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Willie Oteri

Spiral Out

Review by Bruce Stringer

Produced, recorded and mixed by Ronan Chris Murphy, "Spiral Out" is an extension of the improvisational outings that made acts like John McLaughlin's Mahavishnu Orchestra and Tony Williams Lifetime, King Crimson and even Frank Zappa the uniquely memorable experience that made musical history. Whatever is in Willie Oteri's water, I think it's high time that it was poured into the two dimensional cesspool which is what some of the homogenized and pasteurized modern music industry has become today. Gone are the walls of conformity and the limitations of clichéd musical formats. What this stripped down skeleton of raw musical talent leaves us is pure musical spontaneity. This is pure back brain music with a brilliant cast. Tony Levin crosses the sound waves with skin maestro Pat Mastelotto and keys man Mike Keneally, all the while allowing Willie's guitar madness to take off and to subtly lay a musical platform for the Miles-esque trumpet of Ephraim Owens. Production genius, Murphy, is also released onto the recording with some Rhodes piano playing proving that music can once again allow the 'spirit of adventure' breathe through it.

This review is available in book format (hardcover and paperback) in Music Street Journal: 2003 Year Book Volume 1 at lulu.com/strangesound.

Track by Track Review
Ephraim Walks In
The first thing that hit me when I heard this CD was that it sounded like it was recorded with 2 microphones in a jam room. This might sound like a negative comment, given the stage that we have reached with modern production standards, however regarding this album I am referring to the classic sounding recordings that elevated listeners in the 1950's and 60's. It is the sound. This piece of spontaneous combustion drags you by the ear back to the early 70's.
Dark Matter
Wow, what an weird one. This is a bizarre rock thang with some spacey electric piano playing over some syncopated stop-start drum rhythms (- or is that Frank Zappa's band in the next room?). Sounding like something from a Dirty Harry movie, there's some really fine improvised bits and pieces and some out there sounds.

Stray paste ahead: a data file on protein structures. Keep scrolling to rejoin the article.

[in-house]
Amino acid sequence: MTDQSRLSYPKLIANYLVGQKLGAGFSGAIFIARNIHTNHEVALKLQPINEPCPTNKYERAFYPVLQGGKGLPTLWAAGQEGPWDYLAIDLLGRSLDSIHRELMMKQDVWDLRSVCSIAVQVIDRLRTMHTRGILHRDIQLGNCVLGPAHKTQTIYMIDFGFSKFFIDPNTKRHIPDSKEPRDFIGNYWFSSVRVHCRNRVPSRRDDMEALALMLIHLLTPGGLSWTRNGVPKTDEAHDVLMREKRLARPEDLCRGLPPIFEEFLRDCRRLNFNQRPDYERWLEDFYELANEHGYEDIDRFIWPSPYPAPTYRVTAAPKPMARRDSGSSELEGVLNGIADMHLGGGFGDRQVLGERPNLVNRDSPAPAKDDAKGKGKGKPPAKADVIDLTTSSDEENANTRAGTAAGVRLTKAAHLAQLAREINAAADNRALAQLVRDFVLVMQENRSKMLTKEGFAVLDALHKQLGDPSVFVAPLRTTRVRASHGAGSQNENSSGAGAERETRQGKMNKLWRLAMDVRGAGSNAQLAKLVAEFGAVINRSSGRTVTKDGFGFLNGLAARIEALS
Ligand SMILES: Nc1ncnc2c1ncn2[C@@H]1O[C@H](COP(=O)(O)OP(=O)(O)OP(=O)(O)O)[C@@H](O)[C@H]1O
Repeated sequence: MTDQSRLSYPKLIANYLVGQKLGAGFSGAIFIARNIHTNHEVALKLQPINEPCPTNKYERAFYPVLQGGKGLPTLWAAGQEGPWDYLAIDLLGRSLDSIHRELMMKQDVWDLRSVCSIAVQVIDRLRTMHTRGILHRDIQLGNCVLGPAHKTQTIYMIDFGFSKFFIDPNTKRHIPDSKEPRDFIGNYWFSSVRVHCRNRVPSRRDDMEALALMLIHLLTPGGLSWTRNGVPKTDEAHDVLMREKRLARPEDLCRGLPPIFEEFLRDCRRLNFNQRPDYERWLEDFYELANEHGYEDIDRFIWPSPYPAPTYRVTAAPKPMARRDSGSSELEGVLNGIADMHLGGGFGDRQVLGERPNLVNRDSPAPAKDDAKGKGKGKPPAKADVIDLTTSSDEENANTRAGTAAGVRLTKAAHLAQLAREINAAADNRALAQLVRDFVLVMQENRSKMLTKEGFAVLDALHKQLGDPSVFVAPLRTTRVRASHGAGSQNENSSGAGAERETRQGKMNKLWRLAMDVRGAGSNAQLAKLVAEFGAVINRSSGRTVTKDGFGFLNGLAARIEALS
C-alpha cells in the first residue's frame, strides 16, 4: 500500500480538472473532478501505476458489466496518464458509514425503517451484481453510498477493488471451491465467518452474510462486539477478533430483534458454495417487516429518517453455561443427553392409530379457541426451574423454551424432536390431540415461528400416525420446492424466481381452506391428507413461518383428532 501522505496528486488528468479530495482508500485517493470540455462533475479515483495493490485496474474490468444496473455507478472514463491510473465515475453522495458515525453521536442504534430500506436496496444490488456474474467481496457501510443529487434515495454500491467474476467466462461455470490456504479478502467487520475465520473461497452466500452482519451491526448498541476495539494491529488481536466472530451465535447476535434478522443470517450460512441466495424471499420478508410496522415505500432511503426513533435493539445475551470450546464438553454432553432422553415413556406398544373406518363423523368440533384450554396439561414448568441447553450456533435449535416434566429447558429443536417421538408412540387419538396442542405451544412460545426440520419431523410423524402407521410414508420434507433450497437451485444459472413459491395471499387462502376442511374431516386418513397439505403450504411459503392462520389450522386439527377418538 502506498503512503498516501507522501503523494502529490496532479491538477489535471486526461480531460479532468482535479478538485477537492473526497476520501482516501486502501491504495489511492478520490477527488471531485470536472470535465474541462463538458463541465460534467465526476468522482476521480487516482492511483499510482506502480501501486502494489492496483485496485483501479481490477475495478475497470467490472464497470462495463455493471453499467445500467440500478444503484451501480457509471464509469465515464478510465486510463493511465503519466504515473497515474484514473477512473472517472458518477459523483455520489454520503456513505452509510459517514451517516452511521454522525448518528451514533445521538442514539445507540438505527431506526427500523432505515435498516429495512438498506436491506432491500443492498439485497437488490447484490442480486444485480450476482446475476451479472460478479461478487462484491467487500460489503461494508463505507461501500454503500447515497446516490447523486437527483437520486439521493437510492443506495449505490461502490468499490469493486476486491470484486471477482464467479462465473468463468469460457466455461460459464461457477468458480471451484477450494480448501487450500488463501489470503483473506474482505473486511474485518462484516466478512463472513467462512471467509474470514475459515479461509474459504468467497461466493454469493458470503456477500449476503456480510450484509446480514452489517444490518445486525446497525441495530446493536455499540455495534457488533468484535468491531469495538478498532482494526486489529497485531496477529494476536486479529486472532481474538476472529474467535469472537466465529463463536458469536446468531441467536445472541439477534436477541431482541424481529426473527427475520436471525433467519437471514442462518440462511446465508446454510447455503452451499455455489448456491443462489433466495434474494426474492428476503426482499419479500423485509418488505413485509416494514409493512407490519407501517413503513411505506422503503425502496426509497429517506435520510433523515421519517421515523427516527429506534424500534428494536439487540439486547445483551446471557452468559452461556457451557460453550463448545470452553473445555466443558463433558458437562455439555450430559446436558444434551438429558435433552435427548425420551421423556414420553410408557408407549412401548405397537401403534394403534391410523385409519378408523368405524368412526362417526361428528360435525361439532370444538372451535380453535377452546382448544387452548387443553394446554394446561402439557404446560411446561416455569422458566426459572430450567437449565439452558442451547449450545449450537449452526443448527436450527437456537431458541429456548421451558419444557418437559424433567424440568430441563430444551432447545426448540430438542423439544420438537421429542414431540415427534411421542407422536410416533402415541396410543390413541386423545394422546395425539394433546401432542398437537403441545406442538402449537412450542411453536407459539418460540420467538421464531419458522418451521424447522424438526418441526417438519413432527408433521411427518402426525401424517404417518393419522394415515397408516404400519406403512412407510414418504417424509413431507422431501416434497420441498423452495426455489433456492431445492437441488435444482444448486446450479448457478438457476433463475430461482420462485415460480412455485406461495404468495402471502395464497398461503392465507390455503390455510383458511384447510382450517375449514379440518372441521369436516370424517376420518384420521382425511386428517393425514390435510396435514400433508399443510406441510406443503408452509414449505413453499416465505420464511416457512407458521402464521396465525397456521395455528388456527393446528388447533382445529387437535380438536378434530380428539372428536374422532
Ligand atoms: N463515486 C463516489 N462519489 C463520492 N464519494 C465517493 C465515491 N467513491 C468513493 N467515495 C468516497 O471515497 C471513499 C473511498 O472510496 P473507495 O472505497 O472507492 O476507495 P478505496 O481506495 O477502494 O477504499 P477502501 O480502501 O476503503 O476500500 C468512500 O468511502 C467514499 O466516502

Sun Dial
This is bizarre and, once again, something that could be in the realm of soundtrack music but most probably not for Titanic! King Crimson moodiness lightly brushes the landscape as these guys tear up the canvas with oddity and calamity. This song sits nicely at the edge of your sanity.
State of Things
Now, State of Things is a Miles meets Crimson that incorporates triplet guitar arpeggios over straight, but funky drums. Tony Levin tastefully sits his playing on the bass drum allowing the looseness of the guitars to be held together. And then it jut fades away…
Lamont
Another funky number with a weird little melody and bizarre 70's guitar sounds. It has nice electric piano work and some catchy themes going on. This has a nice groove and at times is along the lines of some of Alphonse Mouzon work. A John Zorn end completes the weirdness.
Not Salad!!!:
What the…?
First Day First Light
Who says a great song has to clock in at 3:30? With a 23 minute running time, the guys pad out a mood which builds tension and elevates the listener. From tribal drum patterns to Scofield-style guitar phrasing and pitch shifted tones to some really fat bass end courtesy of Mr Levin. It's frenetic, it's Zappa meets Fripp, it's nightmarish yet strangely listenable. Probably not the type of thing you'd throw on your CD player after Britney but good therapy just the same. Just don't add water!
Theme for...
Possibly the most accessible song on the CD, we are treated to some (almost) twangy guitar with just a hint of jazz for the palate - nice and inoffensive. The drums are still open and a little harsh for such a beautiful (- did I say beautiful?) piece, but it still keeps in with the bizarre character of the album.
Mir
It's the end of the album and this time it's back to Tony Levin/ Crimson rhythmic patterns mixed in with a little afro-carribean thematics. Halfway through these guys rip your spine out with some heavy Tommy Bolin era guitar work (anyone remember Energy?) and then bring the cascade down to something a little lighter. This happens in a kind or verse-chorus structure and then ends - yep, just like that!
 
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